Flashcards in Linux_Scheduling Deck (23)
Prior to kernel version 2.5, the Linux kernel ran a variation of the traditional ....?
UNIX scheduling algorithm.
Two problems with the traditional UNIX scheduler are...?
that it does not provide adequate support for SMP systems and that it does not scale well as the number of tasks on the system grows.
With Version 2.5, the scheduler was overhauled, and the kernel now provides a scheduling algorithm that runs in...?
constant time—known as O(1)—regardless of the number of tasks on the system.
The newer scheduler also provides increased support for..?
SMP, including processor affinity and load balancing, as well as providing fairness and support for interactive tasks.
The Linux scheduler is a pre-emptive, priority-based algorithm with two separate priority ranges:
a real-time range from 0 to 99 and a nice value ranging from 100 to 140. These two ranges map into a global priority scheme wherein numerically lower values indicate higher priorities.
Unlike schedulers for many other systems, including Solaris and Windows XP, Linux assigns...?
higher-priority tasks longer time quanta and lower-priority tasks shorter time quanta. The relationship between priorities and time-slice length.
A runnable task is considered eligible for execution on the CPU as long as it has...?
time remaining in its time slice.
When a task has exhausted its time slice, it is considered...?
expired and is not eligible for execution again until all other tasks have also exhausted their time quanta.
The kernel maintains a list of all runnable tasks in a ...?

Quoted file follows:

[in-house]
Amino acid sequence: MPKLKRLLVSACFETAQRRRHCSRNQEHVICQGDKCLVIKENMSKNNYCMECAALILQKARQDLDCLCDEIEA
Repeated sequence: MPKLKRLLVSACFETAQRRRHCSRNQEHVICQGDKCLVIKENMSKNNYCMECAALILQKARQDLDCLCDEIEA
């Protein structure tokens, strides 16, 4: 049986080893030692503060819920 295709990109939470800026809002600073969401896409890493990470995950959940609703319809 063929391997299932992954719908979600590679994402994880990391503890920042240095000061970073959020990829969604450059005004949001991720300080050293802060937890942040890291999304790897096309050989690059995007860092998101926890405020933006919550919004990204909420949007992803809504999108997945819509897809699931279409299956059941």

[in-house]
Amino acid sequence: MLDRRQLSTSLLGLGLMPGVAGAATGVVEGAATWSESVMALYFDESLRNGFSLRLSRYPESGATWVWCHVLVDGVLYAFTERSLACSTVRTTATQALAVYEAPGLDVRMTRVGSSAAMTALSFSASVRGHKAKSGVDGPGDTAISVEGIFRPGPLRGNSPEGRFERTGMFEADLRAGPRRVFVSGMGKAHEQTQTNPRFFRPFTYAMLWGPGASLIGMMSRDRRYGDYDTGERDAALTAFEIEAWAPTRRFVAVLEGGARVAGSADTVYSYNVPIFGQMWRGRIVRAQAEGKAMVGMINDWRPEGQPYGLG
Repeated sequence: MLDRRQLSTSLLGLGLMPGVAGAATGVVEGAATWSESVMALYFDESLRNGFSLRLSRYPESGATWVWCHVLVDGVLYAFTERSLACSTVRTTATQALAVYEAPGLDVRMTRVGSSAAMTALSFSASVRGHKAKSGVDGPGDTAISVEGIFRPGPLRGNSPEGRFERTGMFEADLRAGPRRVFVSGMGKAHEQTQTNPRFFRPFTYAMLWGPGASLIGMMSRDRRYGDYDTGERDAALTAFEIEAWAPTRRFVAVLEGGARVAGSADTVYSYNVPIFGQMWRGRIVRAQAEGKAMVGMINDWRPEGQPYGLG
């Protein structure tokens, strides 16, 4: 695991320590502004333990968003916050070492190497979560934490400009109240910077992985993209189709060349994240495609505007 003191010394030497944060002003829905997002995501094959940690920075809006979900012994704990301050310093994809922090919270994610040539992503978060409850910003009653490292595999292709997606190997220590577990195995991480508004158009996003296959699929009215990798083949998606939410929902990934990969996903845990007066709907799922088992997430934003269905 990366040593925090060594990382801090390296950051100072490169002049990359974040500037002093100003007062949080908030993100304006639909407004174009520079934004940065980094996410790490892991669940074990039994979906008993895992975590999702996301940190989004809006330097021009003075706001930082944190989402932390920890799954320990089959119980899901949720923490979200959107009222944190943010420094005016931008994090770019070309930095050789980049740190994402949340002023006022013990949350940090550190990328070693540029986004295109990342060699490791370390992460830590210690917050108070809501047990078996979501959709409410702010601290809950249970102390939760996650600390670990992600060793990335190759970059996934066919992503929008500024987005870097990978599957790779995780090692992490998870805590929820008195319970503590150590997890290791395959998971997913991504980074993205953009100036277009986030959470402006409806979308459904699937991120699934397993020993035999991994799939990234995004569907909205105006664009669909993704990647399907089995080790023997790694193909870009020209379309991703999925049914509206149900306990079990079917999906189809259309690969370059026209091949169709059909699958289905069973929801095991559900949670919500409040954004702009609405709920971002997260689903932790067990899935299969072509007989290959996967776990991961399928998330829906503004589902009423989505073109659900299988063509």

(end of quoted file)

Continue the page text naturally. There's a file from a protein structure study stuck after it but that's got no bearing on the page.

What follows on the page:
run queue data structure.
Because of its support for SMP, each processor maintains its own run...?
queue and schedules itself independently.
Each run queue contains two priority arrays...?
active and expired.
The active array contains all tasks with
time remaining in their time slices, and the expired array contains all expired tasks.
Each of these priority arrays contains a list of tasks indexed according to...?
The scheduler chooses the task with the...?
highest priority from the active array for execution on the CPU.
(On multiprocessor machines, this means that each processor is scheduling the highest-priority task from its own run queue structure. )
all tasks have exhausted their time slices (that is, the active array is empty), the...?
two priority arrays are exchanged; the expired arrya becomes the active array, and vice versa.
Linux implements real-time scheduling as defined by...?
POSIX.1b, which is described in Section 5.4.2.
Real-time tasks are assigned...?
All other tasks have dynamic priorities that are based on their...?
nice values plus or minus the value 5.
The interactivity of a task determines whether the value 5 will be...?
added to or subtracted from the nice value.
A task’s interactivity is determined by how long it has been...?
been sleeping while waiting for I/O.
Tasks that are more interactive typically have longer sleep times and therefore are more likely to have ...?
adjustments closer to −5, as the scheduler favours interactive tasks.
(The result of such adjustments will be higher priorities for these tasks.)
Conversely, tasks with shorter sleep times are often more CPU-bound and thus will have...?
their priorities lowered.